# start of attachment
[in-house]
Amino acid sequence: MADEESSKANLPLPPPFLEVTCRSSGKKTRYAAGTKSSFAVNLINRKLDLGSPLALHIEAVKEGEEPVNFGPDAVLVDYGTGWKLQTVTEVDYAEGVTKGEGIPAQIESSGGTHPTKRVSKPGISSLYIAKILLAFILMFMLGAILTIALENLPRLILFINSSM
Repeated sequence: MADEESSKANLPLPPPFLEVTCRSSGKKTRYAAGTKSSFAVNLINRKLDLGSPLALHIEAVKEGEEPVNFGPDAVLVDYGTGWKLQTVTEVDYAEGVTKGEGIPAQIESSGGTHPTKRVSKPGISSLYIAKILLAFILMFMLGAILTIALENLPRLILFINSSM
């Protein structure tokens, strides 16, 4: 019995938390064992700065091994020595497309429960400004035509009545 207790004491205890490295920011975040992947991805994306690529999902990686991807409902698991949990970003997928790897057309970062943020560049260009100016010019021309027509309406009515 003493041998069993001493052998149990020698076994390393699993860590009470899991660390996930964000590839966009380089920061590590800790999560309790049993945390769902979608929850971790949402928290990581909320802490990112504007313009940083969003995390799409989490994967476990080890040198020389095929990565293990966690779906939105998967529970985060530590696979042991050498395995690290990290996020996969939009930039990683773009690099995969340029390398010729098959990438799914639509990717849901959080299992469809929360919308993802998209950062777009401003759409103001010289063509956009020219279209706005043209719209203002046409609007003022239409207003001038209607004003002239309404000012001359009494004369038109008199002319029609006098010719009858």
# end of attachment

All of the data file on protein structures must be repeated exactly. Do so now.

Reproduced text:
[in-house]
Amino acid sequence: MADEESSKANLPLPPPFLEVTCRSSGKKTRYAAGTKSSFAVNLINRKLDLGSPLALHIEAVKEGEEPVNFGPDAVLVDYGTGWKLQTVTEVDYAEGVTKGEGIPAQIESSGGTHPTKRVSKPGISSLYIAKILLAFILMFMLGAILTIALENLPRLILFINSSM
Repeated sequence: MADEESSKANLPLPPPFLEVTCRSSGKKTRYAAGTKSSFAVNLINRKLDLGSPLALHIEAVKEGEEPVNFGPDAVLVDYGTGWKLQTVTEVDYAEGVTKGEGIPAQIESSGGTHPTKRVSKPGISSLYIAKILLAFILMFMLGAILTIALENLPRLILFINSSM
């Protein structure tokens, strides 16, 4: 019995938390064992700065091994020595497309429960400004035509009545 207790004491205890490295920011975040992947991805994306690529999902990686991807409902698991949990970003997928790897057309970062943020560049260009100016010019021309027509309406009515 003493041998069993001493052998149990020698076994390393699993860590009470899991660390996930964000590839966009380089920061590590800790999560309790049993945390769902979608929850971790949402928290990581909320802490990112504007313009940083969003995390799409989490994967476990080890040198020389095929990565293990966690779906939105998967529970985060530590696979042991050498395995690290990290996020996969939009930039990683773009690099995969340029390398010729098959990438799914639509990717849901959080299992469809929360919308993802998209950062777009401003759409103001010289063509956009020219279209706005043209719209203002046409609007003022239409207003001038209607004003002239309404000012001359009494004369038109008199002319029609006098010719009858």